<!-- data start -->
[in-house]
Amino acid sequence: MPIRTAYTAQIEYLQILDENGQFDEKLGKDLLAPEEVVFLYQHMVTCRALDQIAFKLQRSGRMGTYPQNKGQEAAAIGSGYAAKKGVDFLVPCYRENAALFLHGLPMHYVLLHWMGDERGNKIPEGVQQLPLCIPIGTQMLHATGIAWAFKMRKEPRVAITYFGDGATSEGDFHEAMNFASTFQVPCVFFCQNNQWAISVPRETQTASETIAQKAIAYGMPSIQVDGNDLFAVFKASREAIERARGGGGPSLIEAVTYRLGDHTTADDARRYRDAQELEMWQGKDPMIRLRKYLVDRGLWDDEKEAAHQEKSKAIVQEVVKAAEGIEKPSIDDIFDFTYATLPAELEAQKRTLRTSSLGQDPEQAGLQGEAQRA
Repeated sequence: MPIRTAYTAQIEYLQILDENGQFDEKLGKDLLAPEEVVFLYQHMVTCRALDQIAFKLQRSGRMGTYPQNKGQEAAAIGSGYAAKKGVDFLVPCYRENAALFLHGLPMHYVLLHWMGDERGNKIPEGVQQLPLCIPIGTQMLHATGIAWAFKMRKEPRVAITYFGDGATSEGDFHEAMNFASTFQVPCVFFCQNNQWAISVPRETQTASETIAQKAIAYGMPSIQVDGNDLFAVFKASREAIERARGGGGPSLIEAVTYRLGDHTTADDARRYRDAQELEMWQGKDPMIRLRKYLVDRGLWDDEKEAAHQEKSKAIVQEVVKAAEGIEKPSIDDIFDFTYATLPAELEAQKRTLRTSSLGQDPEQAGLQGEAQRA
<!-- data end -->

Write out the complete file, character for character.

[in-house]
Amino acid sequence: MPIRTAYTAQIEYLQILDENGQFDEKLGKDLLAPEEVVFLYQHMVTCRALDQIAFKLQRSGRMGTYPQNKGQEAAAIGSGYAAKKGVDFLVPCYRENAALFLHGLPMHYVLLHWMGDERGNKIPEGVQQLPLCIPIGTQMLHATGIAWAFKMRKEPRVAITYFGDGATSEGDFHEAMNFASTFQVPCVFFCQNNQWAISVPRETQTASETIAQKAIAYGMPSIQVDGNDLFAVFKASREAIERARGGGGPSLIEAVTYRLGDHTTADDARRYRDAQELEMWQGKDPMIRLRKYLVDRGLWDDEKEAAHQEKSKAIVQEVVKAAEGIEKPSIDDIFDFTYATLPAELEAQKRTLRTSSLGQDPEQAGLQGEAQRA
Repeated sequence: MPIRTAYTAQIEYLQILDENGQFDEKLGKDLLAPEEVVFLYQHMVTCRALDQIAFKLQRSGRMGTYPQNKGQEAAAIGSGYAAKKGVDFLVPCYRENAALFLHGLPMHYVLLHWMGDERGNKIPEGVQQLPLCIPIGTQMLHATGIAWAFKMRKEPRVAITYFGDGATSEGDFHEAMNFASTFQVPCVFFCQNNQWAISVPRETQTASETIAQKAIAYGMPSIQVDGNDLFAVFKASREAIERARGGGGPSLIEAVTYRLGDHTTADDARRYRDAQELEMWQGKDPMIRLRKYLVDRGLWDDEKEAAHQEKSKAIVQEVVKAAEGIEKPSIDDIFDFTYATLPAELEAQKRTLRTSSLGQDPEQAGLQGEAQRA